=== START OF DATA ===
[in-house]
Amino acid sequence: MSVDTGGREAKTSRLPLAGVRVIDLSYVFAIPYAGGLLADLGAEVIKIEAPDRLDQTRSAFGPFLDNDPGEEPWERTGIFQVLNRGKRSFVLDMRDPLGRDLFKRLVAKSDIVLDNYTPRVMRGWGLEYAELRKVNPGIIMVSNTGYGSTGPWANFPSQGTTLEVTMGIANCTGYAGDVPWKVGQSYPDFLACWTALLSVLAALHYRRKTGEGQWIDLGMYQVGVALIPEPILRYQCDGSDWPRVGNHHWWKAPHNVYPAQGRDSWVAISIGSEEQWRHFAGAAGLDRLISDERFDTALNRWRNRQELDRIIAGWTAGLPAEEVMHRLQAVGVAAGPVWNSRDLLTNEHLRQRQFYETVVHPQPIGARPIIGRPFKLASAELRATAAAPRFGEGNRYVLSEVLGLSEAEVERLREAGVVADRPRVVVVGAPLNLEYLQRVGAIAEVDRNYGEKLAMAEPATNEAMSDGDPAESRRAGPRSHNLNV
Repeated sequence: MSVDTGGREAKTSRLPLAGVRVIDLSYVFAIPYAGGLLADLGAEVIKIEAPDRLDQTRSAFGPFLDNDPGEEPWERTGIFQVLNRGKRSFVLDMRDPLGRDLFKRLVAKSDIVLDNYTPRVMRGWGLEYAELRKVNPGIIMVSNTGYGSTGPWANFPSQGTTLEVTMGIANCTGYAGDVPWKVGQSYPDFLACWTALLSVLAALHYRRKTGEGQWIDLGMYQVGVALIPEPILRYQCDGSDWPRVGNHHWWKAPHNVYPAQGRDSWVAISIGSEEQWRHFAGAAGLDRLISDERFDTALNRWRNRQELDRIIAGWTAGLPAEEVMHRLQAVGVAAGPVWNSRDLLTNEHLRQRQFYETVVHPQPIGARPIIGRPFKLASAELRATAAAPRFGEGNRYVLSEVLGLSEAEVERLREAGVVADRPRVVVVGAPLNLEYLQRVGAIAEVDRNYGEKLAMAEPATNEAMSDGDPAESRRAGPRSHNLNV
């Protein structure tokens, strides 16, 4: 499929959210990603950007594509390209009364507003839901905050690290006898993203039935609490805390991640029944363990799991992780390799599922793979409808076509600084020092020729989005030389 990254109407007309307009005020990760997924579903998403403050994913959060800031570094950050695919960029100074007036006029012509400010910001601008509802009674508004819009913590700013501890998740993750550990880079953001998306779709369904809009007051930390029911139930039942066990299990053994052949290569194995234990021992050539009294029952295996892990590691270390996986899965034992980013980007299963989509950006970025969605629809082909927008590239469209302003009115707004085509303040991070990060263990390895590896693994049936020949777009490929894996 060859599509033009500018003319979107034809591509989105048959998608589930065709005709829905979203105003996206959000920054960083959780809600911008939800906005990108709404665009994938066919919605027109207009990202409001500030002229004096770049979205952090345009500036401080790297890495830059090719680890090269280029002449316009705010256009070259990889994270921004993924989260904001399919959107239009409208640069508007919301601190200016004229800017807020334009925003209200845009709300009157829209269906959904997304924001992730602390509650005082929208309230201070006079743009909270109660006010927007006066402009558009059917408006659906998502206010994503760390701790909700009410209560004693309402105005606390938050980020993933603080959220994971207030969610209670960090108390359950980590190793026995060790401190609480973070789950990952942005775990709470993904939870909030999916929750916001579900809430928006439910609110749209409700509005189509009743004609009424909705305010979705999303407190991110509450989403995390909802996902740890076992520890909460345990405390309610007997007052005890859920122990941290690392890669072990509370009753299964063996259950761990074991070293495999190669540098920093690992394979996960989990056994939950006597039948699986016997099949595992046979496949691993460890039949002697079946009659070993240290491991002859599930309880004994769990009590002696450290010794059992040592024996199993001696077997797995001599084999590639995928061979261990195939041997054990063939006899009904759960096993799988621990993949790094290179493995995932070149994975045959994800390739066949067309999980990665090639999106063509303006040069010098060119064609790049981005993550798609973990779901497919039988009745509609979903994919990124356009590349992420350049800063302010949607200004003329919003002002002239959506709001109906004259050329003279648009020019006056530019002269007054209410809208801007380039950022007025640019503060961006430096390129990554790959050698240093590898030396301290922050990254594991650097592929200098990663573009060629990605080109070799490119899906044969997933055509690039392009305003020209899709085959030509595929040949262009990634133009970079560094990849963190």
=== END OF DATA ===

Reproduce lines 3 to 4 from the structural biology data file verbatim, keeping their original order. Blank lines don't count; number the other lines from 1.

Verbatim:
Repeated sequence: MSVDTGGREAKTSRLPLAGVRVIDLSYVFAIPYAGGLLADLGAEVIKIEAPDRLDQTRSAFGPFLDNDPGEEPWERTGIFQVLNRGKRSFVLDMRDPLGRDLFKRLVAKSDIVLDNYTPRVMRGWGLEYAELRKVNPGIIMVSNTGYGSTGPWANFPSQGTTLEVTMGIANCTGYAGDVPWKVGQSYPDFLACWTALLSVLAALHYRRKTGEGQWIDLGMYQVGVALIPEPILRYQCDGSDWPRVGNHHWWKAPHNVYPAQGRDSWVAISIGSEEQWRHFAGAAGLDRLISDERFDTALNRWRNRQELDRIIAGWTAGLPAEEVMHRLQAVGVAAGPVWNSRDLLTNEHLRQRQFYETVVHPQPIGARPIIGRPFKLASAELRATAAAPRFGEGNRYVLSEVLGLSEAEVERLREAGVVADRPRVVVVGAPLNLEYLQRVGAIAEVDRNYGEKLAMAEPATNEAMSDGDPAESRRAGPRSHNLNV
């Protein structure tokens, strides 16, 4: 499929959210990603950007594509390209009364507003839901905050690290006898993203039935609490805390991640029944363990799991992780390799599922793979409808076509600084020092020729989005030389 990254109407007309307009005020990760997924579903998403403050994913959060800031570094950050695919960029100074007036006029012509400010910001601008509802009674508004819009913590700013501890998740993750550990880079953001998306779709369904809009007051930390029911139930039942066990299990053994052949290569194995234990021992050539009294029952295996892990590691270390996986899965034992980013980007299963989509950006970025969605629809082909927008590239469209302003009115707004085509303040991070990060263990390895590896693994049936020949777009490929894996 060859599509033009500018003319979107034809591509989105048959998608589930065709005709829905979203105003996206959000920054960083959780809600911008939800906005990108709404665009994938066919919605027109207009990202409001500030002229004096770049979205952090345009500036401080790297890495830059090719680890090269280029002449316009705010256009070259990889994270921004993924989260904001399919959107239009409208640069508007919301601190200016004229800017807020334009925003209200845009709300009157829209269906959904997304924001992730602390509650005082929208309230201070006079743009909270109660006010927007006066402009558009059917408006659906998502206010994503760390701790909700009410209560004693309402105005606390938050980020993933603080959220994971207030969610209670960090108390359950980590190793026995060790401190609480973070789950990952942005775990709470993904939870909030999916929750916001579900809430928006439910609110749209409700509005189509009743004609009424909705305010979705999303407190991110509450989403995390909802996902740890076992520890909460345990405390309610007997007052005890859920122990941290690392890669072990509370009753299964063996259950761990074991070293495999190669540098920093690992394979996960989990056994939950006597039948699986016997099949595992046979496949691993460890039949002697079946009659070993240290491991002859599930309880004994769990009590002696450290010794059992040592024996199993001696077997797995001599084999590639995928061979261990195939041997054990063939006899009904759960096993799988621990993949790094290179493995995932070149994975045959994800390739066949067309999980990665090639999106063509303006040069010098060119064609790049981005993550798609973990779901497919039988009745509609979903994919990124356009590349992420350049800063302010949607200004003329919003002002002239959506709001109906004259050329003279648009020019006056530019002269007054209410809208801007380039950022007025640019503060961006430096390129990554790959050698240093590898030396301290922050990254594991650097592929200098990663573009060629990605080109070799490119899906044969997933055509690039392009305003020209899709085959030509595929040949262009990634133009970079560094990849963190």